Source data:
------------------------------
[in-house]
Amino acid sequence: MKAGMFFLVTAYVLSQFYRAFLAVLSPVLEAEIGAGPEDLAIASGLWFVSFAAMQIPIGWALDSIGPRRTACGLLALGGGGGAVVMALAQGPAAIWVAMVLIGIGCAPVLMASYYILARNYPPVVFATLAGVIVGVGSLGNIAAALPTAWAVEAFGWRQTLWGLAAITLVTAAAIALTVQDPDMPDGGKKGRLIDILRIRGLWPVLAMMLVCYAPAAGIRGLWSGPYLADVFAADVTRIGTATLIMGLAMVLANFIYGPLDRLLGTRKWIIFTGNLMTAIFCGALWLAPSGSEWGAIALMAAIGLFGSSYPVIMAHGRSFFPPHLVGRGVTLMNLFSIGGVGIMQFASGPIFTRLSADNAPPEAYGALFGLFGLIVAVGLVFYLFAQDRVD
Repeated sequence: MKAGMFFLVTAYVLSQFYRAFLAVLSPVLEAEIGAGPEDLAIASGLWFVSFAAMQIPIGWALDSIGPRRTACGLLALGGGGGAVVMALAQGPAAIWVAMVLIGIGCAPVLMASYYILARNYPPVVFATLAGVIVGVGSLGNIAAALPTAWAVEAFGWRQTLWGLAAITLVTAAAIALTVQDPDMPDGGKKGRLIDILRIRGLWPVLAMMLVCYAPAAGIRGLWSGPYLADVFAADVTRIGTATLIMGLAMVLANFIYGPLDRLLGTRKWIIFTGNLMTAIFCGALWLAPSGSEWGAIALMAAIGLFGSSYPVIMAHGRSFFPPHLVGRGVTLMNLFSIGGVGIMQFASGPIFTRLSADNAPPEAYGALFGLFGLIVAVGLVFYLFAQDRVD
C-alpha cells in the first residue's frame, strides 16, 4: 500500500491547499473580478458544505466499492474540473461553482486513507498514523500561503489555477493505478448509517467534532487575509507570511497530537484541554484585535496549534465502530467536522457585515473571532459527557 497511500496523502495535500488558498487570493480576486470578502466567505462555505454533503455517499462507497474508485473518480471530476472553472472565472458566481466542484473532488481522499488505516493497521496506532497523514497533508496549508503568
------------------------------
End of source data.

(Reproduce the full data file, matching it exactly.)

[in-house]
Amino acid sequence: MKAGMFFLVTAYVLSQFYRAFLAVLSPVLEAEIGAGPEDLAIASGLWFVSFAAMQIPIGWALDSIGPRRTACGLLALGGGGGAVVMALAQGPAAIWVAMVLIGIGCAPVLMASYYILARNYPPVVFATLAGVIVGVGSLGNIAAALPTAWAVEAFGWRQTLWGLAAITLVTAAAIALTVQDPDMPDGGKKGRLIDILRIRGLWPVLAMMLVCYAPAAGIRGLWSGPYLADVFAADVTRIGTATLIMGLAMVLANFIYGPLDRLLGTRKWIIFTGNLMTAIFCGALWLAPSGSEWGAIALMAAIGLFGSSYPVIMAHGRSFFPPHLVGRGVTLMNLFSIGGVGIMQFASGPIFTRLSADNAPPEAYGALFGLFGLIVAVGLVFYLFAQDRVD
Repeated sequence: MKAGMFFLVTAYVLSQFYRAFLAVLSPVLEAEIGAGPEDLAIASGLWFVSFAAMQIPIGWALDSIGPRRTACGLLALGGGGGAVVMALAQGPAAIWVAMVLIGIGCAPVLMASYYILARNYPPVVFATLAGVIVGVGSLGNIAAALPTAWAVEAFGWRQTLWGLAAITLVTAAAIALTVQDPDMPDGGKKGRLIDILRIRGLWPVLAMMLVCYAPAAGIRGLWSGPYLADVFAADVTRIGTATLIMGLAMVLANFIYGPLDRLLGTRKWIIFTGNLMTAIFCGALWLAPSGSEWGAIALMAAIGLFGSSYPVIMAHGRSFFPPHLVGRGVTLMNLFSIGGVGIMQFASGPIFTRLSADNAPPEAYGALFGLFGLIVAVGLVFYLFAQDRVD
C-alpha cells in the first residue's frame, strides 16, 4: 500500500491547499473580478458544505466499492474540473461553482486513507498514523500561503489555477493505478448509517467534532487575509507570511497530537484541554484585535496549534465502530467536522457585515473571532459527557 497511500496523502495535500488558498487570493480576486470578502466567505462555505454533503455517499462507497474508485473518480471530476472553472472565472458566481466542484473532488481522499488505516493497521496506532497523514497533508496549508503568